• Indonesia is made up of 17,508 islands! Only around 6,000 are occupied. (At the link, click "Show Map." You can scroll around the map, and you can choose “satellite,” “terrain,” and so forth.)
  • Indonesia is home to some amazing creatures, including the nine-and-a-half-foot Komodo dragon and the orangutan.

Learn some Indonesian.
Hello-World has flash cards, games, and lessons.

August 16, 2010

Klondike gold rush!

Gold was discovered in Klondike Creek in Canada on this day in 1896. The news took ten months to reach the U.S., but then a gold rush of Americans started, and people from as far away as Australia and South Africa came, as well. At one point there might have been more than 40,000 people in Klondike, and the possibility of famine seemed possible.

Possibly because of other gold rushes, such as “THE Gold Rush” to the California gold fields in 1849, many men who came to try their luck in the Klondike area knew that they weren't likely to strike it rich. They came partly for the adventure, and many happily turned to other ways of earning money, and stopped short or went further than the gold fields as well. For this reason, the Klondike gold rush helped develop the economy of Alaska, Western Canada, and the Pacific Northwest.


  • Eat a Klondike bar!

  • Check out this website that shows what Fool's Gold (pyrite) looks like in a 3-D molecular model. First, click the molecule diagram. Use your mouse to rotate the molecule (or to click the box “spin the molecule”), and use the mouse with the shift key to zoom in and out, as specified at the bottom of the window. Cool!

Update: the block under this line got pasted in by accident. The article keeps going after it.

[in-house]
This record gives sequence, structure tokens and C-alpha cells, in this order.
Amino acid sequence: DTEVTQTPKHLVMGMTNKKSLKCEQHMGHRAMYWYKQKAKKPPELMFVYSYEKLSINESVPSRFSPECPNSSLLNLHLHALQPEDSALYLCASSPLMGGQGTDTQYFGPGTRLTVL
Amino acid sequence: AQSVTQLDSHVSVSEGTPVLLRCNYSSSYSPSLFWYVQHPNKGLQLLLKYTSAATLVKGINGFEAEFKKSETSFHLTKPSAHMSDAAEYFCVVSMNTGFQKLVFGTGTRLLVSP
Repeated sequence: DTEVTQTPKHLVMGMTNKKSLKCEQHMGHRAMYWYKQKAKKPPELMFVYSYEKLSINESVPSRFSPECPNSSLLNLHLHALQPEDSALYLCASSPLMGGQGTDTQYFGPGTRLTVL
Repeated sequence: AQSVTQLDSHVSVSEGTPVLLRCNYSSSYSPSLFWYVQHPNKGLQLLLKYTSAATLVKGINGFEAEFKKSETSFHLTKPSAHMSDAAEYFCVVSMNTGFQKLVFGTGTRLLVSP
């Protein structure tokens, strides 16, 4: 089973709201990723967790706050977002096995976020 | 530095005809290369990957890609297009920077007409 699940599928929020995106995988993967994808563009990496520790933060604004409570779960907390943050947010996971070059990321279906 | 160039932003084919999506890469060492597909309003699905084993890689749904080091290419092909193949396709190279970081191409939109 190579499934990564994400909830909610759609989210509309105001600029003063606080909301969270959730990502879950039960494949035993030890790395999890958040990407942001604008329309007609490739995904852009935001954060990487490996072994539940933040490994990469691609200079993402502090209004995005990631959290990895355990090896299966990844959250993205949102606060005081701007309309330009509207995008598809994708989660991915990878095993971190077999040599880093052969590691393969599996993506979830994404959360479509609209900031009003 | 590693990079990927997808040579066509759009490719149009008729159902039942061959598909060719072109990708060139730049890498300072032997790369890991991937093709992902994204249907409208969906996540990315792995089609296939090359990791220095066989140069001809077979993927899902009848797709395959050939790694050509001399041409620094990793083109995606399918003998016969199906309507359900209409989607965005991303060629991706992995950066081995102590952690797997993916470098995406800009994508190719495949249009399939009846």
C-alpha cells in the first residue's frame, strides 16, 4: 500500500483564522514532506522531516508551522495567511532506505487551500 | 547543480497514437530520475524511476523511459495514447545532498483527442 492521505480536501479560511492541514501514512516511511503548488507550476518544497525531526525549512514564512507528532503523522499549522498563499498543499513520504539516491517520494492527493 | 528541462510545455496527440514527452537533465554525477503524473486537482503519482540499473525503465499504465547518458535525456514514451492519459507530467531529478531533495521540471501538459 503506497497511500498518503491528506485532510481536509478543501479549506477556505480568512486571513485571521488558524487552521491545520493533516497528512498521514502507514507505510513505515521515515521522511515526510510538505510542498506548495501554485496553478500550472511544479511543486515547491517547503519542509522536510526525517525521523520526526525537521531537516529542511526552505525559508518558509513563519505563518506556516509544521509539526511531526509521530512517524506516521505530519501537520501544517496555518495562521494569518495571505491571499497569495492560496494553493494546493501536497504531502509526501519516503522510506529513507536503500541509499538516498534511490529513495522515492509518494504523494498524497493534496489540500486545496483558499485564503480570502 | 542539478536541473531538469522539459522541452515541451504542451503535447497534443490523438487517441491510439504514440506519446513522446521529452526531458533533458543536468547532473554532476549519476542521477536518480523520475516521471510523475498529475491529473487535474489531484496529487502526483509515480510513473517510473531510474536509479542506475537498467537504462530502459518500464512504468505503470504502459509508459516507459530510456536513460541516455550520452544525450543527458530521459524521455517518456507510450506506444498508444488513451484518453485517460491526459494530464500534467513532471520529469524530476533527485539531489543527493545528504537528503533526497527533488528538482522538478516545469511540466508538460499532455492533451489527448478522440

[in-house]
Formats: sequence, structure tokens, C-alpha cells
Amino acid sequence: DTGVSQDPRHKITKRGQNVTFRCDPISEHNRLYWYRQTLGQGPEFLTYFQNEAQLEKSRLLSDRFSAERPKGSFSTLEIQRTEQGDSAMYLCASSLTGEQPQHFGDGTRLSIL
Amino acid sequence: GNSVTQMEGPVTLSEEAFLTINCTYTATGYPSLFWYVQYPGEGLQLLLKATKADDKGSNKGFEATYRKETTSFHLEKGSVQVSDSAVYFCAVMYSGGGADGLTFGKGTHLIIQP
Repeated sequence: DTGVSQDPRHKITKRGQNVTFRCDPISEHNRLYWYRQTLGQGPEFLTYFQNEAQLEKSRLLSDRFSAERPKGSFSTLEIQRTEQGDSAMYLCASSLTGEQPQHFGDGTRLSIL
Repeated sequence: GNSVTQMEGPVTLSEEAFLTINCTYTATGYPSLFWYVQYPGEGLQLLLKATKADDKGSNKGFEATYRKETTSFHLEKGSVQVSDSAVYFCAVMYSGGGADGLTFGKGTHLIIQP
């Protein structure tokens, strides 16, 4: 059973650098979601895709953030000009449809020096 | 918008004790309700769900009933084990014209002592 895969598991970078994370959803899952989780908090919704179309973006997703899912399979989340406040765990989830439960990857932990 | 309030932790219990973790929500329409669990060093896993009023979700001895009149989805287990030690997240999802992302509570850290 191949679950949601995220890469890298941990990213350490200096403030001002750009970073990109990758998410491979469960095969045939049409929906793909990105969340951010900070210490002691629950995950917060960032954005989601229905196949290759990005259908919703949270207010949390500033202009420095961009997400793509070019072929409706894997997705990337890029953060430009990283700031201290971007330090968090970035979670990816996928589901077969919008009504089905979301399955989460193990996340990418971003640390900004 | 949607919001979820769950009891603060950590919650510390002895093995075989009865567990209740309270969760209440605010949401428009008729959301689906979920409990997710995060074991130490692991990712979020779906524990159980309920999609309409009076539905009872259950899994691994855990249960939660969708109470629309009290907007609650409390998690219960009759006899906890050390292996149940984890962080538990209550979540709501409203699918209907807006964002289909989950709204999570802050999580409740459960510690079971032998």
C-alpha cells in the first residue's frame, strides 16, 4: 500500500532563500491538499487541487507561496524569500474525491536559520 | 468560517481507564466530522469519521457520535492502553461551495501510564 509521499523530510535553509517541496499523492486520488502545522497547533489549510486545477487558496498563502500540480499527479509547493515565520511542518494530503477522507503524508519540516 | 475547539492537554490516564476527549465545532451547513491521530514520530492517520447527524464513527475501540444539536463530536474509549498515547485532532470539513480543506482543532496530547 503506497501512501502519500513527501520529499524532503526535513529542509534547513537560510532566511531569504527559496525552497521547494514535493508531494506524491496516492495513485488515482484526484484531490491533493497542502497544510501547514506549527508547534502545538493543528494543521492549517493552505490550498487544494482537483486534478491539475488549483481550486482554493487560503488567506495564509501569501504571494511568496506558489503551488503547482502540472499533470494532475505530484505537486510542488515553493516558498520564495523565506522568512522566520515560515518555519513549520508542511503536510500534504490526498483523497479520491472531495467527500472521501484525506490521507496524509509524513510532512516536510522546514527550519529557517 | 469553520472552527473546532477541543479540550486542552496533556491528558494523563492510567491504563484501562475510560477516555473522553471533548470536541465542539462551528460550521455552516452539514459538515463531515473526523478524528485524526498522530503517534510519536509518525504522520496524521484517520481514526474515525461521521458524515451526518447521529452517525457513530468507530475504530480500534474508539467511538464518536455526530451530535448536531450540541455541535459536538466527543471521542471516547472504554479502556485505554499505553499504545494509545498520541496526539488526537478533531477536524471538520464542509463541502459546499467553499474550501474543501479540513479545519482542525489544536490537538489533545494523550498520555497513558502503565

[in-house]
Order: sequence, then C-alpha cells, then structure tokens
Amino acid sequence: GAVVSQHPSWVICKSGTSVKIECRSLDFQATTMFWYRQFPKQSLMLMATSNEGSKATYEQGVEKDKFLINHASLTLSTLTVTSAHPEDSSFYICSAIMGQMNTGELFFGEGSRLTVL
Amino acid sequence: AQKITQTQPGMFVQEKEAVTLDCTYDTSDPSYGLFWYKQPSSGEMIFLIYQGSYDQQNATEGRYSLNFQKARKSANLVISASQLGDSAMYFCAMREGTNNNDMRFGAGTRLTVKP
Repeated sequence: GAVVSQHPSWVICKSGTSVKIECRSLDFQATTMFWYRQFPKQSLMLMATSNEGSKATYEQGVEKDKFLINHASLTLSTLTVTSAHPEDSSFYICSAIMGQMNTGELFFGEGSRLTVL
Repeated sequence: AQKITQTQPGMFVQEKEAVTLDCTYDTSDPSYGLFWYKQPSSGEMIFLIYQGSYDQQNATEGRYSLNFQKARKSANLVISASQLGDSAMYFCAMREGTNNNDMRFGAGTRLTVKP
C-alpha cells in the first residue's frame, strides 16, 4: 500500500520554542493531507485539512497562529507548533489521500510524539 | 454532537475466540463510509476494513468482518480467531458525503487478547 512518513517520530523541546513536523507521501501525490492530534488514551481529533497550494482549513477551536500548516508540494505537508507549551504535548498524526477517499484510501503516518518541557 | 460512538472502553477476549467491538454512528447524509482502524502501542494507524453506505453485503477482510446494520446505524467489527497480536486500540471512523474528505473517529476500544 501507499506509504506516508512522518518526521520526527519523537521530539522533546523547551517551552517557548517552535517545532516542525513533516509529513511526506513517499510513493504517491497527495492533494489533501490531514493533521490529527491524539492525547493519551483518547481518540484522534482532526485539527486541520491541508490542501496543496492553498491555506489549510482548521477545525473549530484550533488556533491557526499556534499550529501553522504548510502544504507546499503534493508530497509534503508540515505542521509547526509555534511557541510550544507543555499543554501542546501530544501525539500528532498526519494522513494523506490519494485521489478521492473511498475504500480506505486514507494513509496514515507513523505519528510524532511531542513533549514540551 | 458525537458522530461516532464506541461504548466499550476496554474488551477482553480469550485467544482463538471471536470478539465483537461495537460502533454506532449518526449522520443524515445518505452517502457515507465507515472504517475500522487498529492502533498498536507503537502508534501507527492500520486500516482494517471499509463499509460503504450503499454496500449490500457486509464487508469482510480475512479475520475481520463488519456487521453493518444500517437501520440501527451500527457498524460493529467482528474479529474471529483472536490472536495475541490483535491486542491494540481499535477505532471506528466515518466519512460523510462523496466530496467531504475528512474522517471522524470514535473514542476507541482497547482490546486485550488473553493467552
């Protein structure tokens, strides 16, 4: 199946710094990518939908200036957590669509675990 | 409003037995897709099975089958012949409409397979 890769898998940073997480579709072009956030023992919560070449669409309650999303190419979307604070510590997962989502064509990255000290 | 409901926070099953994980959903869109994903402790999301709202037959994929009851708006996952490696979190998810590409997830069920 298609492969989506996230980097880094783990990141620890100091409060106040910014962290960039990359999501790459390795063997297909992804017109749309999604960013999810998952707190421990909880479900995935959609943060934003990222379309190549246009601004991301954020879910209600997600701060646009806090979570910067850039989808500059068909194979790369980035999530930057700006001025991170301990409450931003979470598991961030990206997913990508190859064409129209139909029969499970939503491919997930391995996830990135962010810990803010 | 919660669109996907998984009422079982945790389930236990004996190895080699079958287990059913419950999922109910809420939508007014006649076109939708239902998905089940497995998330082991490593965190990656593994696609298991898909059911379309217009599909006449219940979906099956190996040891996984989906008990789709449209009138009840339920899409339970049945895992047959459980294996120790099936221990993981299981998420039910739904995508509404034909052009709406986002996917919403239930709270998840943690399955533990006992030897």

Now compare the pyrite molecular model to the molecular model of gold.

August 15, 2010

Panama Canal officially opened – 1914

After ten years of work, the 48-mile (77 km) canal was completed, linking the Atlantic and Pacific Oceans and cutting in half the trip from the East Coast of the U.S. to the West Coast.

Digging the canal was a huge and difficult engineering project. The French tried to build a canal in the late 1800s, and 21,900 workers died (mostly from tropical diseases) before they finally gave up the effort. The U.S. canal construction wasn't as deadly, but 5,600 workers lost their lives before the canal was finished.

Did you know...?

It takes from eight to ten hours to travel the canal.

The maximum size of ship that can use the canal is called Panamax.

Although the Pacific Ocean is west of the Atlantic, crossing from the Pacific to the Atlantic involves going the opposite you would think: from (south)east to (north)west. This is because the narrow chunk of land where the canal is built is a sort of “S” curve.

Word Play

Do you know what a palindrome is? It is a word or phrase that reads the same backwards or forwards. The words “mom” and “level” are both palindromes.

The Panama Canal is the subject of one of the longest and most famous palindromes:


August 14, 2010

World Lizard Day

Lizards are reptiles that are closely related to snakes. One of the biggest difference between most lizards and snakes is that most lizards have legs! Also, most lizards have external ears, while most snakes don't.

Like other reptiles, lizards have scaly skin, breathe air with lungs, and are cold-blooded, which means that they get their body heat from the environment rather than making their own body heat like birds and mammals.

There are lots of varieties of lizards. Many can detach their tails, leaving them behind with a predator to escape death. Some can use their coloring as camouflage, and most can see colors well and even communicate with mates and others through color. Some lizards are quite small, and some are huge—the Komodo dragon is nine and half feet long!

  • Learn more about lizards here. There is a slide show and loads of information.
  • Draw a lizard. Here's how.
  • Sculpt a lizard. Here's an idea.